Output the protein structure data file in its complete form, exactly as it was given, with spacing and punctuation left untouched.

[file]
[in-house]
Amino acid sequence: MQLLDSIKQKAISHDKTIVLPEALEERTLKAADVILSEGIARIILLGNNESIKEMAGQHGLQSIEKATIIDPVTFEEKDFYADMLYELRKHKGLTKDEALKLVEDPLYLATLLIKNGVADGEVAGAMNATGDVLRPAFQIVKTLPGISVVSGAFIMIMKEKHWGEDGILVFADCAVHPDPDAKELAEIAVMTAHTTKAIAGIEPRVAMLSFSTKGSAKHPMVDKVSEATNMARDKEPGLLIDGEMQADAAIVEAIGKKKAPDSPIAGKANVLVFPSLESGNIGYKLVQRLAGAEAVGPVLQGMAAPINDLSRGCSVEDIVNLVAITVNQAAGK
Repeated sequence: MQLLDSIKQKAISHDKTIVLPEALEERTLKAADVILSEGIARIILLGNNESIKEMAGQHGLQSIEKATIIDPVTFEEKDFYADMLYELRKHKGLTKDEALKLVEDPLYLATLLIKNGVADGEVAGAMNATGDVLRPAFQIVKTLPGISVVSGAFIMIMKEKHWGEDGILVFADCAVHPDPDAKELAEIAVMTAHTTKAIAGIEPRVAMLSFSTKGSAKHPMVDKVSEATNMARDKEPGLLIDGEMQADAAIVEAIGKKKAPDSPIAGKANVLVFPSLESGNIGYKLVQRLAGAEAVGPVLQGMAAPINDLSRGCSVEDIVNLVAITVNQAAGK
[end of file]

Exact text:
[in-house]
Amino acid sequence: MQLLDSIKQKAISHDKTIVLPEALEERTLKAADVILSEGIARIILLGNNESIKEMAGQHGLQSIEKATIIDPVTFEEKDFYADMLYELRKHKGLTKDEALKLVEDPLYLATLLIKNGVADGEVAGAMNATGDVLRPAFQIVKTLPGISVVSGAFIMIMKEKHWGEDGILVFADCAVHPDPDAKELAEIAVMTAHTTKAIAGIEPRVAMLSFSTKGSAKHPMVDKVSEATNMARDKEPGLLIDGEMQADAAIVEAIGKKKAPDSPIAGKANVLVFPSLESGNIGYKLVQRLAGAEAVGPVLQGMAAPINDLSRGCSVEDIVNLVAITVNQAAGK
Repeated sequence: MQLLDSIKQKAISHDKTIVLPEALEERTLKAADVILSEGIARIILLGNNESIKEMAGQHGLQSIEKATIIDPVTFEEKDFYADMLYELRKHKGLTKDEALKLVEDPLYLATLLIKNGVADGEVAGAMNATGDVLRPAFQIVKTLPGISVVSGAFIMIMKEKHWGEDGILVFADCAVHPDPDAKELAEIAVMTAHTTKAIAGIEPRVAMLSFSTKGSAKHPMVDKVSEATNMARDKEPGLLIDGEMQADAAIVEAIGKKKAPDSPIAGKANVLVFPSLESGNIGYKLVQRLAGAEAVGPVLQGMAAPINDLSRGCSVEDIVNLVAITVNQAAGK